"Get your facts first, and then you can distort them as much as you please." (Mark Twain)
Monday, January 23, 2006
At a time when energy prices and industry profits are soaring, the federal government collected little more money last year than it did five years ago from the companies that extracted more than $60 billion in oil and gas from publicly owned lands and coastal waters.
If royalty payments in fiscal 2005 for natural gas had risen in step with market prices, the government would have received about $700 million more than it actually did, a three-month investigation by The New York Times has found.
But an often byzantine set of federal regulations, largely shaped and fiercely defended by the energy industry itself, allowed companies producing natural gas to provide the Interior Department with much lower sale prices - the crucial determinant for calculating government royalties - than they reported to their shareholders.
As a result, the nation's taxpayers, collectively, the biggest owner of American oil and gas reserves, have missed much of the recent energy bonanza.
Let's be clear about this. The natural gas in question came from leaseholds on federal lands - if you are an American taxpayer, this is your money, stolen from your pocket and turned over to shareholders. It's theft, pure and simple. And, as you might expect, the scene of this crime has the Vice President's fingerprints all over it:
The industry-friendly stance was intentional. Mr. Bush and top White House officials also placed a top priority on promoting domestic energy production. Vice President Dick Cheney's energy task force called for giving lucrative new incentives to companies that drill in the Gulf of Mexico and other high-risk areas.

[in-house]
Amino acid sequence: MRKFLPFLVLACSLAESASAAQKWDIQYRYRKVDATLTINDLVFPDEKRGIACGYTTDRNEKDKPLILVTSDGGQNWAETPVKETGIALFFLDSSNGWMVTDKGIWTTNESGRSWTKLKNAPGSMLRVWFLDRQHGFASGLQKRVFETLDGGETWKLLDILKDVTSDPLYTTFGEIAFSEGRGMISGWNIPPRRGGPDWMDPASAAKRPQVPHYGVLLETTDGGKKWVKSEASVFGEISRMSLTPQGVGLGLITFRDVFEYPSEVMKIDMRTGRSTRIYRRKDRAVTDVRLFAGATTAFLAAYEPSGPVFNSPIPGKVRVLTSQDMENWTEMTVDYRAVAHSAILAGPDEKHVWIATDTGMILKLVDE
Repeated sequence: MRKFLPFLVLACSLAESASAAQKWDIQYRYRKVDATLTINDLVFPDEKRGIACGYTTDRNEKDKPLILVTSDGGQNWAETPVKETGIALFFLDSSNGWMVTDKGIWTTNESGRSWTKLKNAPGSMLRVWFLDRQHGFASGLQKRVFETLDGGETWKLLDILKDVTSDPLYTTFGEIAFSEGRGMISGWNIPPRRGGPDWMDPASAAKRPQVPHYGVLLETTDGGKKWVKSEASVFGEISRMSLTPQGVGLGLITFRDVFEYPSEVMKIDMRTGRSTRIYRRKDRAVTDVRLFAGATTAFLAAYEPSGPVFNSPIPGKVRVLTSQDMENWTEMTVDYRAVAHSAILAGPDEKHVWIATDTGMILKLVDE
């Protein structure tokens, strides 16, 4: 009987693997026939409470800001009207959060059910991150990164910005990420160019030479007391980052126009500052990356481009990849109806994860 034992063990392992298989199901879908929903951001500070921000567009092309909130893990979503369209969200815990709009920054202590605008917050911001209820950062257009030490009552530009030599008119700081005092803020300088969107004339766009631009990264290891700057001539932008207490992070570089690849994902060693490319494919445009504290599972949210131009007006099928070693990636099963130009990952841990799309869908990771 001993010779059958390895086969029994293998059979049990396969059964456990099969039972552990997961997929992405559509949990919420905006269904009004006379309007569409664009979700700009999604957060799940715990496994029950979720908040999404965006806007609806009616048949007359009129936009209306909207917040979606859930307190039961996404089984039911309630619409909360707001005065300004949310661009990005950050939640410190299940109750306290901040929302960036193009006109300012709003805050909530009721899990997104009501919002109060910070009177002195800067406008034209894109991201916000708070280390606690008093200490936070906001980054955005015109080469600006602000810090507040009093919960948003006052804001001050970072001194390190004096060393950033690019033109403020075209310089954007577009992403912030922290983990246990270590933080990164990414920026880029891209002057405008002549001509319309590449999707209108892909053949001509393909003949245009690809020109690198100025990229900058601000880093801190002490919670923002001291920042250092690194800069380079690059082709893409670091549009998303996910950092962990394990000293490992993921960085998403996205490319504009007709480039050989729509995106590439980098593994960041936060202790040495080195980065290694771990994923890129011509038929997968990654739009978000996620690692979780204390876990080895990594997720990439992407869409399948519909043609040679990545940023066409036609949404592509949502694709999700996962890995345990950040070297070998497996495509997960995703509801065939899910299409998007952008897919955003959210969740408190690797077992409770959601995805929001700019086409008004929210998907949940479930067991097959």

The Bush administration also took a much more relaxed approach to auditing and fraud prevention. In 2003, the Interior Department's inspector general declared that the auditing process was "ineffective" and "lacked accountability" and that many of the auditors were unqualified.
In one instance, inspectors discovered that auditors had lost the working papers for an important audit and tried to cover up their blunder by creating and back-dating false documents. Rather than punish anybody, the inspector general recounted, the minerals service gave the employee who produced the new documents a financial bonus for "creativity."
As is also typical with this bunch of third-rate crooks, there has been hell to pay for anyone who tried to put a stop to it:
The Interior Department also fired two of its most aggressive and successful auditors. One of them was Bobby L. Maxwell, a veteran auditor who had recovered hundreds of millions of dollars in underpayments over a 22-year career and received an award for meritorious service in 2003 from Interior Secretary Gale A. Norton.
Mr. Maxwell was fired in early 2005 after clashing with superiors over his belief that Kerr-McGee had shortchanged the government $12 million. Mr. Maxwell charged that he had been wrongfully fired, and the government paid him an undisclosed amount of money to settle out of court.